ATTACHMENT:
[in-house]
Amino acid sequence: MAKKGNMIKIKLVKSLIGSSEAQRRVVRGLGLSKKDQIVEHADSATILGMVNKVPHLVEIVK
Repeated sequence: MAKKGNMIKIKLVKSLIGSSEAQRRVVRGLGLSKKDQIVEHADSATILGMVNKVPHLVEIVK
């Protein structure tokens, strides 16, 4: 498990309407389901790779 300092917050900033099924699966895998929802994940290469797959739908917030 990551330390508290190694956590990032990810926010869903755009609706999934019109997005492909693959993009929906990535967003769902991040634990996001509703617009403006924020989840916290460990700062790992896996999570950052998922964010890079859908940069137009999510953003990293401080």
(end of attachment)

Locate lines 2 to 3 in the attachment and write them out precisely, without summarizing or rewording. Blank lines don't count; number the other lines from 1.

Amino acid sequence: MAKKGNMIKIKLVKSLIGSSEAQRRVVRGLGLSKKDQIVEHADSATILGMVNKVPHLVEIVK
Repeated sequence: MAKKGNMIKIKLVKSLIGSSEAQRRVVRGLGLSKKDQIVEHADSATILGMVNKVPHLVEIVK